DEAR BOB: Many years ago, my mother and her sister bought a rural property together as an investment. It turned out to be a very profitable farm property, which was rented to an adjoining farmer for a share of his annual crop profits. As a result, my mother and her sister received superb annual payments. However, my mother died in July 2003. Since then, her sister claims all the crop profits received from the tenant-farmer go to her. My mother left no will. As the only surviving child of my mother, shouldn’t I be entitled to half of the tenant rent? – Daniel D.

DEAR DANIEL: The answer depends on how your late mother and her sister held title to the property. If it was held in joint tenancy with right of survivorship, then your mother’s sister is the surviving joint tenant who is entitled to full ownership without probate. You then receive nothing.

Purchase Bob Bruss reports online.

However, if they held title as tenants in common, then your mother’s title passes according to her will. Since she left no will, the state law of intestate succession determines who inherits her share of the property.

If you are her closest surviving relative, you probably inherit her share, including entitlement to the tenant farmer’s annual rent payments. For full details, please consult a local real estate or probate attorney.


DEAR BOB: For about 18 years, I have owned a rental four-plex. But I recently received an excellent unsolicited purchase offer from an adjoining owner, which I accepted. Having read your articles for many years about tax-deferred exchanges, I want to use my sales proceeds to acquire a rental house, which my sister wants to sell to me. However, my problem is the rental house is worth less than the sales price of my four-plex. I will use the extra cash proceeds to pay off credit card debt and reduce my home mortgage balance. Will this be a tax-deferred exchange for me? – Grace A.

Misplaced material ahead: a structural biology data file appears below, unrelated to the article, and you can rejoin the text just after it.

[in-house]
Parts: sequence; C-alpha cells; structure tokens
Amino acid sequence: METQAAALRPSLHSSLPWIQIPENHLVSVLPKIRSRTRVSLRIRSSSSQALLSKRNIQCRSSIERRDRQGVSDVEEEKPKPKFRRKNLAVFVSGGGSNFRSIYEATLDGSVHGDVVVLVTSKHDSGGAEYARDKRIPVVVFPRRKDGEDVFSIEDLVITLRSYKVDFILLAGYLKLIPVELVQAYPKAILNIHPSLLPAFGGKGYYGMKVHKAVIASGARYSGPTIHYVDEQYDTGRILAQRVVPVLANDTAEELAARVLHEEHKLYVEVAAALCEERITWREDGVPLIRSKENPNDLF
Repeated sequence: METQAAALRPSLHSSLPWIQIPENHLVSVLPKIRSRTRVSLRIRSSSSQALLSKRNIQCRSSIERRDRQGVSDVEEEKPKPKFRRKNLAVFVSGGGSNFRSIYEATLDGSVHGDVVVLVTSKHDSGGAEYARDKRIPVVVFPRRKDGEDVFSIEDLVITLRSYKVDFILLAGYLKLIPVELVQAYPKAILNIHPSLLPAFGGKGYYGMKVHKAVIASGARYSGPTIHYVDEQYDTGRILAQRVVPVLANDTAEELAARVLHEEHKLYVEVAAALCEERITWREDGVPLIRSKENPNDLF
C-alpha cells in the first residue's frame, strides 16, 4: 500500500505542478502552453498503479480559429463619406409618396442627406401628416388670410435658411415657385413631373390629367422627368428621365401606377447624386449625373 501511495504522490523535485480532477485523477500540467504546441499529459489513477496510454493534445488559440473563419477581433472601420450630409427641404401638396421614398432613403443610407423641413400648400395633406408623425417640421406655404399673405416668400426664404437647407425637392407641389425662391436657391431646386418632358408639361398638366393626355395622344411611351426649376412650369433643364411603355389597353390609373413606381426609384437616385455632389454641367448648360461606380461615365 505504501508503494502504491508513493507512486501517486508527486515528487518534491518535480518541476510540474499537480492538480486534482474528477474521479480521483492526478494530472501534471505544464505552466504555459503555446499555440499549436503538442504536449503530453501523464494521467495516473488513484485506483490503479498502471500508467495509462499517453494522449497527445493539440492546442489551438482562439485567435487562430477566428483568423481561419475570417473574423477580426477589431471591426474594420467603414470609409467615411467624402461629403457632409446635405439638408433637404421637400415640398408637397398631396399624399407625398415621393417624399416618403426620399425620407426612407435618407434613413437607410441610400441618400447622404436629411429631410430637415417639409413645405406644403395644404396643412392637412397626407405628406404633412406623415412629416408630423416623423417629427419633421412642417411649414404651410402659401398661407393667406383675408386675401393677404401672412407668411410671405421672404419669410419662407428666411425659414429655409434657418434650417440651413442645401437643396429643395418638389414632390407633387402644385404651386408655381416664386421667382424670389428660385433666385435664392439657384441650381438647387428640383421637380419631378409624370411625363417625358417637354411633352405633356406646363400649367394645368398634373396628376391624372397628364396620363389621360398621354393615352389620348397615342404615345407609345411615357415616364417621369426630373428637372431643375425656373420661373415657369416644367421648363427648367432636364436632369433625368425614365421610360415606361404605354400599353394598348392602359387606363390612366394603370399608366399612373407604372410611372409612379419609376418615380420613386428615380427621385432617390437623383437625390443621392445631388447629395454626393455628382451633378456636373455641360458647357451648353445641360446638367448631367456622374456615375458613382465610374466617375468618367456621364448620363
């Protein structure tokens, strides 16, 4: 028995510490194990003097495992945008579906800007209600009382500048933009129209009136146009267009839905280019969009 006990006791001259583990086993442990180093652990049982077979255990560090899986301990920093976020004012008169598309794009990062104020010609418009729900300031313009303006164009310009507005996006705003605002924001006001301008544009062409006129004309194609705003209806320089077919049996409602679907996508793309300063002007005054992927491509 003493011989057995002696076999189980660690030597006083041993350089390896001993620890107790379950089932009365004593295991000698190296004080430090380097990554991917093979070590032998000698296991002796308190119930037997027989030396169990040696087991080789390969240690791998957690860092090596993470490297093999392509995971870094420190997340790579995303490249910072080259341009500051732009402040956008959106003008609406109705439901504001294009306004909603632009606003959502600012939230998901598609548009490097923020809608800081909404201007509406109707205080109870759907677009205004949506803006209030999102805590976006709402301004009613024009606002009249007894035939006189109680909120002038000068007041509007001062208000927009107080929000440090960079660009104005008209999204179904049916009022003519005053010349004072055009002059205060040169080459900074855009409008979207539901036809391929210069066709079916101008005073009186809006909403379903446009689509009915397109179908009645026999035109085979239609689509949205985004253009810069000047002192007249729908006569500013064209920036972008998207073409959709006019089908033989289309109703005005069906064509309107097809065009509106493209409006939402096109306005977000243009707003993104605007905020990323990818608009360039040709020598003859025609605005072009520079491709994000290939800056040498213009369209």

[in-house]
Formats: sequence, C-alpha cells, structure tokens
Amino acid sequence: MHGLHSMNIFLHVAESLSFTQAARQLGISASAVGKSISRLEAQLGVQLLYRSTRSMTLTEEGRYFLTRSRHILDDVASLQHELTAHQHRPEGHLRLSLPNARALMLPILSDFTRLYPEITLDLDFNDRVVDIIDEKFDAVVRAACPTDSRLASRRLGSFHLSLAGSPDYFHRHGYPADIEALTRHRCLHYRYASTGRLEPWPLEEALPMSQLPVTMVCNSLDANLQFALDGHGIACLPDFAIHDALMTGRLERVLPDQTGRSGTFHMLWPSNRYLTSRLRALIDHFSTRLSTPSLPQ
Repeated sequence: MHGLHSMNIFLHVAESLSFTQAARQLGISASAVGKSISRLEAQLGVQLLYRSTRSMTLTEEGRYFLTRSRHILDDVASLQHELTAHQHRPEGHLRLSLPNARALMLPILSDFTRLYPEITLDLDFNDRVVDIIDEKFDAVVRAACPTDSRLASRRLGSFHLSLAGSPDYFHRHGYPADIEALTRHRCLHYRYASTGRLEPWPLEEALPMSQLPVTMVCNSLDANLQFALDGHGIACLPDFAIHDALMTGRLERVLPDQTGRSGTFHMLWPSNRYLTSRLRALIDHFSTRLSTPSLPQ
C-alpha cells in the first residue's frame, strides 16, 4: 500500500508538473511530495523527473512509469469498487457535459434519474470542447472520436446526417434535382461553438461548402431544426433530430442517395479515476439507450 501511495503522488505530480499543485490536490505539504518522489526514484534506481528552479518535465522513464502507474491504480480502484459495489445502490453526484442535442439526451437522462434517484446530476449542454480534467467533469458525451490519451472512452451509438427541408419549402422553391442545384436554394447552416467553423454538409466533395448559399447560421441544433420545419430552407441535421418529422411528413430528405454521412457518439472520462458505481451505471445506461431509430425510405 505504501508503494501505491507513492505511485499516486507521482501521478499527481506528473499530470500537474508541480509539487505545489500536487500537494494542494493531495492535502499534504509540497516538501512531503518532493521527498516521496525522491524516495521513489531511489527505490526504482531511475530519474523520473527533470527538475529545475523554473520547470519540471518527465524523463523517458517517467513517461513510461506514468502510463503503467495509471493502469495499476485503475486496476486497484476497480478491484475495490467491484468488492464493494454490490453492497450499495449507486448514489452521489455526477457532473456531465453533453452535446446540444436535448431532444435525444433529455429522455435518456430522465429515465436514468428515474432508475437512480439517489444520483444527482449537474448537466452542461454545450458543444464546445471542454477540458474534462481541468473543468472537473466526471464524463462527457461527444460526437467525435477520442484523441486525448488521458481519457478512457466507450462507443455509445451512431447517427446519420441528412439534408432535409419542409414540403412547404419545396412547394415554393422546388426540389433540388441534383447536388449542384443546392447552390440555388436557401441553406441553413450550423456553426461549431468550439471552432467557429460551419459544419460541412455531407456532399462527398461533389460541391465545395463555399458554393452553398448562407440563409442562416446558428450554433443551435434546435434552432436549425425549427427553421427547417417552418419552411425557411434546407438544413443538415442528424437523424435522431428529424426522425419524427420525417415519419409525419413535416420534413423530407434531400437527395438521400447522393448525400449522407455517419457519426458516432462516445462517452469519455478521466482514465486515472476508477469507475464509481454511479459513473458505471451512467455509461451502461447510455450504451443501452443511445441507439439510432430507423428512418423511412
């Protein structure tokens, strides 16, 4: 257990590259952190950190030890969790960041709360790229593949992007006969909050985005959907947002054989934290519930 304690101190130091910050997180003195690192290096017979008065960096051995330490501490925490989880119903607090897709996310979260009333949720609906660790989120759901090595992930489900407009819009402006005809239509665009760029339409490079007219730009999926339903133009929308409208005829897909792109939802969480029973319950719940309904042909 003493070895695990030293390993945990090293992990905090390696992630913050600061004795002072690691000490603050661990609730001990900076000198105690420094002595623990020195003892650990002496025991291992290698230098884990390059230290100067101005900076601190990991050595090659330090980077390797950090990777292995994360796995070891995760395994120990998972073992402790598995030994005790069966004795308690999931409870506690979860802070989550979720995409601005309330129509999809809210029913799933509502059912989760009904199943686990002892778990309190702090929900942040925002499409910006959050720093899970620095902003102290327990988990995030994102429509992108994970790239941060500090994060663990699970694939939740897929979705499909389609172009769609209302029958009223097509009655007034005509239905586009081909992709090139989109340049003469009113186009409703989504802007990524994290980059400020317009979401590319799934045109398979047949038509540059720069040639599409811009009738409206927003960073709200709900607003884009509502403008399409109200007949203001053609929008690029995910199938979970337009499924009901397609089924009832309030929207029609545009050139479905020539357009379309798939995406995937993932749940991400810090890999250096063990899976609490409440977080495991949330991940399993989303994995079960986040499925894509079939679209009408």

DEAR GRACE: No. Internal Revenue Code 1031 requires tax-deferred exchanges of “like kind” rental or investment property be (1) an up-trade to a qualifying property of greater market value and (2) the up-trader receive no taxable cash or “boot,” such as net mortgage relief. Your situation clearly does not qualify for tax deferral. For full details, please consult your tax adviser.


DEAR BOB: Congratulations to you for exposing the corruption of some real estate brokerages for charging so-called administration fees, typically $200 to $500, to our home sellers and buyers. Fortunately, I work at an independent firm where our broker doesn’t try to extract such junk or garbage fees from our sellers and buyers. But real estate agents in my area hate their brokers who charge these unnecessary fees. However, many of these agents receive such high percentages of the commissions they bring into the office, typically 75 percent to even 90 percent, they hate to leave those firms. I just thought you should know we agents agree with you that brokerage administrative junk fees are a very bad idea – Jerome B.?

DEAR JEROME: We agree. The best recourse is for home sellers and buyers to strongly protest and refuse to pay those unnecessary 100 percent pure-profit junk fees. But many real estate agents will quickly agree to pay these fees for their clients rather than lose a listing or a prospective home buyer.

The new Robert Bruss special report, “Ten Easy Profit Methods for Your Home and Investment Property,” is now available for $4 from Robert Bruss, 251 Park Road, Burlingame, CA 94010 or by credit card at 1-800-736-1736 or instant Internet download at (643 WORDS).

(For more information on Bob Bruss publications, visit his
Real Estate Center


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